While image mentions provide a different look at consumers and companies than text mentions do, they don’t need to be treated as a completely independent, obscure data source analyzed in a vacuum. The information gained from online photos is a piece of the bigger picture—just one facet of the impact of your strategies and the impression your company has on your customers.

With the accuracy and scale of image recognition technology, insights from image analysis offer the missing link in the digital and social marketing metrics you need for your campaigns, your products, and your customer experience.

80% of images online that include a product or logo don't mention the brand in the accompanying text – Financial Review

This guide will explore these three benefits of logo recognition with three practical use-cases for researchers, advertisers, and marketers, and how to turn this unique data source into strategic action.

Logo Recognition in Practice

  1. Sponsorship ROI measurement - From what customers say, to what they see: the full picture of your company’s impact.
  2. Deeper understanding of customer behavior - The context of the content. Seeing consumption firsthand.
  3. Complete campaign and community management - An essential piece of the bigger puzzle.

Image analysis in action

The following three applications are among the richest and most insightful use cases supported using logo recognition. However, this guide only scratches the surface of what’s possible with image recognition technology.

As social listening programs mature globally, image analysis will become fundamental within marketing and market research teams.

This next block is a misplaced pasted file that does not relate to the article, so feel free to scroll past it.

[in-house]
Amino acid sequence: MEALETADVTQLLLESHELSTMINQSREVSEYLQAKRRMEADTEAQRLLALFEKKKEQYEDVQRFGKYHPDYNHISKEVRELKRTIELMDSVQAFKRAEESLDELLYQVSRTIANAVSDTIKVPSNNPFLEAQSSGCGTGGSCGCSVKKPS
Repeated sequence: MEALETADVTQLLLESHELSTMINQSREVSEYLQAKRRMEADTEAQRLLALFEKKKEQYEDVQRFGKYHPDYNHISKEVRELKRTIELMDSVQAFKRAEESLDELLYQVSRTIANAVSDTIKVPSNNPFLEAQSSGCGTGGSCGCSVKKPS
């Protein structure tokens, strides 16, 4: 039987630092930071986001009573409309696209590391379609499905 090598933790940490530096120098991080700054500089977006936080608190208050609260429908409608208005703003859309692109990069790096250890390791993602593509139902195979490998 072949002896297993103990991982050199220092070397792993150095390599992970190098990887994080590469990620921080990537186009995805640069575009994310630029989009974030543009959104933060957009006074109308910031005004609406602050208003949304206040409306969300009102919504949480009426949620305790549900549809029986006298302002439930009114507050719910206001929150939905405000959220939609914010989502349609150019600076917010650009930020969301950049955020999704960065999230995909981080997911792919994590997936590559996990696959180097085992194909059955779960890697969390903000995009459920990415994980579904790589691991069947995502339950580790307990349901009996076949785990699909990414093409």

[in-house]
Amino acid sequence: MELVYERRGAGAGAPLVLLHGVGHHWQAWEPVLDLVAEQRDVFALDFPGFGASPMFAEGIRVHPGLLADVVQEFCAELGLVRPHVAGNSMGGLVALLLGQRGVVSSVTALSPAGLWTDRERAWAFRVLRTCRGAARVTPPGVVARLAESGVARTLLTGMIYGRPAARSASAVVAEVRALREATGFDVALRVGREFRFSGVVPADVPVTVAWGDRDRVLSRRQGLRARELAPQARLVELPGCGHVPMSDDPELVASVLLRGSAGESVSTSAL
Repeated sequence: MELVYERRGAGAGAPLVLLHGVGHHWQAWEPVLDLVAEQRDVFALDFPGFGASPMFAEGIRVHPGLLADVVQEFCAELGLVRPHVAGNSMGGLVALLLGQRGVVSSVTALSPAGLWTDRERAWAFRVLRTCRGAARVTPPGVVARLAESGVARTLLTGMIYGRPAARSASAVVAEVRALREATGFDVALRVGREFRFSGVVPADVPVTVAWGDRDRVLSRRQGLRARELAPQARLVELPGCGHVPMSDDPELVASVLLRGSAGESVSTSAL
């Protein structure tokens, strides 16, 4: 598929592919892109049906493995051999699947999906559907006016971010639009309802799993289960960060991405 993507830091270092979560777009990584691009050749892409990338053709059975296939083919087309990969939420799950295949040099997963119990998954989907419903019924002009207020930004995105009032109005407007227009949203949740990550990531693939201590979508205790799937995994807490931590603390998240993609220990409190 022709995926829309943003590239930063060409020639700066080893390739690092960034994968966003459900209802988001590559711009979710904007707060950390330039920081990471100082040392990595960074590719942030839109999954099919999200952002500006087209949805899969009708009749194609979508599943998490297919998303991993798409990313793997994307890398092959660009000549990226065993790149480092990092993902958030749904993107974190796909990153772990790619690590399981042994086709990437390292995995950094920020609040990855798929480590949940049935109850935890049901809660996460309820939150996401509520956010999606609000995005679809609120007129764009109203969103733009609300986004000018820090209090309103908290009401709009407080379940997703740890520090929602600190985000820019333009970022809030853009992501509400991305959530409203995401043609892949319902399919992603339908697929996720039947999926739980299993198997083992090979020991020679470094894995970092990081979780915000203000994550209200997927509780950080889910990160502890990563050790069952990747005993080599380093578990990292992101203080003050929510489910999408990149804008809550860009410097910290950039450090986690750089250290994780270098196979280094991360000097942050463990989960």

Widespread adoption and innovation with image recognition technology will reveal new and exciting portraits of consumers and the relationships of companies within the global market.

1. Improving sponsorship ROI metrics

From what customers say, to what they see: the full picture of your company’s impact.

Especially for activities like ad campaigns and event sponsorship, increasing your brands’ visibility is an important KPI.

Whether it’s through partnerships, events, or co-marketing, measuring the success and return on investment of sponsorships is notoriously fickle. Current KPIs of sponsorship measurements typically include “increasing media exposure and brand awareness” with the end goal of increased sales as a result of the sponsorship.

However, many proxies for measuring media exposure and brand awareness are incomplete. So, it’s difficult to draw the connection between a sponsorship, increased brand visibility, and better sales.

85% of event marketers value "amount of media exposure generated" and "awareness of brand" as ROI metrics for sponsorships. – Association of National Advertisers

Was McDonald’s increase in sales after the World Cup due to its billboard at the stadium or its placement on team jerseys? To best promote Chanel’s new line of women’s perfume, which award show last year increased brand visibility online among Millennial women?

Logo recognition arms you with the data to answer these types of specific questions about where your investments should go. Analyzing shared images allows you to evaluate how often photos of your brand are seen, benchmark against competitors at the same event, and create standards to which you can compare future success in future campaigns.

While particularly witty commercials might spike conversations online, your average billboard won’t generate meaningful buzz. Make sure the metrics you have for your sponsorship activities look at the right information to help you make better investment decisions.